I’ve been thinking more about the wordpress plugin I released a few days ago and how to improve it. This project started with this post at haibane.info, where Fledgling %Otaku talked about making a blog useable for for people familiar with your subject matter and at the same time making it accessable to newbies.
I wanted a plugin that would provide dictionary links for all of the jargon on my site but wouldn’t require any extra effort on my part (because I’m big on energy conservation, particularly my own) and that wouldn’t clutter up my posts with HTML tags.
The first try was a little rough. Fledgling %Otaku has some good suggestions for using wiki-style tags which I really liked at first, but I moved away from this for a few reasons:
- Using wiki tags would mean going back and adding those tags to old posts, or accepting that the jargon on old posts would remain . Meh.
- There are already plugins that use wiki-style markup tags, and I may want to use them someday. Right now I could combine the two with no conflicts, but if I adopt wiki standards then those plugins with conflict with my own.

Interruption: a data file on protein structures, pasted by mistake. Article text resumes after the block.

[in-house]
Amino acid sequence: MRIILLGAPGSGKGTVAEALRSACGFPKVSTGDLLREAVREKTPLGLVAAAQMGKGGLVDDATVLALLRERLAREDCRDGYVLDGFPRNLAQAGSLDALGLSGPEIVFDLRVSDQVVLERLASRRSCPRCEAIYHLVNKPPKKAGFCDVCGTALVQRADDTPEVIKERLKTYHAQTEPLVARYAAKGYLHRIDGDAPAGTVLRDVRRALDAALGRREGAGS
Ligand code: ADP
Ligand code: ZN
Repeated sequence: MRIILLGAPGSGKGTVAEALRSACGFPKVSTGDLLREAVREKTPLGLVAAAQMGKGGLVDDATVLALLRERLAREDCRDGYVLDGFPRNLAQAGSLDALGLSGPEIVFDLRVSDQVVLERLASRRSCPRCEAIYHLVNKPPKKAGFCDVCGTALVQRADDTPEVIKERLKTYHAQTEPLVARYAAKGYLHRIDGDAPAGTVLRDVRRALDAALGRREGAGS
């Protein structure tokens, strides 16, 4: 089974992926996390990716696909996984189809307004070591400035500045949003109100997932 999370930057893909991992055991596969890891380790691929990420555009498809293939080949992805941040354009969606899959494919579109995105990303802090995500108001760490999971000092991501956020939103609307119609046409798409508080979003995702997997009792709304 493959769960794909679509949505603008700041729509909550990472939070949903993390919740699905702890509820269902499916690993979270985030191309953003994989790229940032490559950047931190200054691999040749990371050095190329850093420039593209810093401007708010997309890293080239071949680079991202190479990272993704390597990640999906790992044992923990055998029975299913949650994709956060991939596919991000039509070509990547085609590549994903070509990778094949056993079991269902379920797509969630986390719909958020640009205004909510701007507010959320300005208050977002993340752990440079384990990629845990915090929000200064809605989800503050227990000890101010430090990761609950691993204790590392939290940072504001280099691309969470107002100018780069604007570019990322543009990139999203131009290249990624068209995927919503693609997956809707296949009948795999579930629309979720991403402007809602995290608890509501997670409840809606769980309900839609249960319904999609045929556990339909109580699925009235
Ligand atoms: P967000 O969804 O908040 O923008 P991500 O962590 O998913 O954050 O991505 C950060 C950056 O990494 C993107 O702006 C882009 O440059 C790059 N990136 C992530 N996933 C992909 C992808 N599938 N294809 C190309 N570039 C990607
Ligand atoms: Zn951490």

- If for whatever reason I drop usage of the plugin in the future, my posts would suddenly be filled with brackets and markup text. I’m very commitment-shy when it comes to software, even stuff I’ve written myself.
I realized I could parse things much better if I used some PHP 5-specific code. I honestly don’t know if this is a problem or not. This site has been running on PHP 4.4 and I had to request that Hosting Matters (my host) move my site to a machine with PHP 5. (Which they did quickly and seamlessly, BTW.) I have no idea how widespread PHP 5 is or how much this will limit the usefulness of the plugin to others. PHP 5 has been out for nearly two years, but there are still some holdouts, and I assume they have good reasons for this. Comments on this are welcome.
Using PHP 5 I was able to eliminate almost all of the shortcomings of the original version. It won’t insert unwanted spaces. It will pick up links even if they are bracketed by HTML tags. It WON’T mess with keywords that are inside of HTML tags. It won’t mess with the case usage of the original word.
The only bit of markup I did add was that you can now preceed a keyword with a percent to prevent it from becoming a link. This enables me to say, “Fledgling %Otaku is one of my favorite otaku”, and not have his name become a link to my dictionary.
For those interested, you can download the plugin here.
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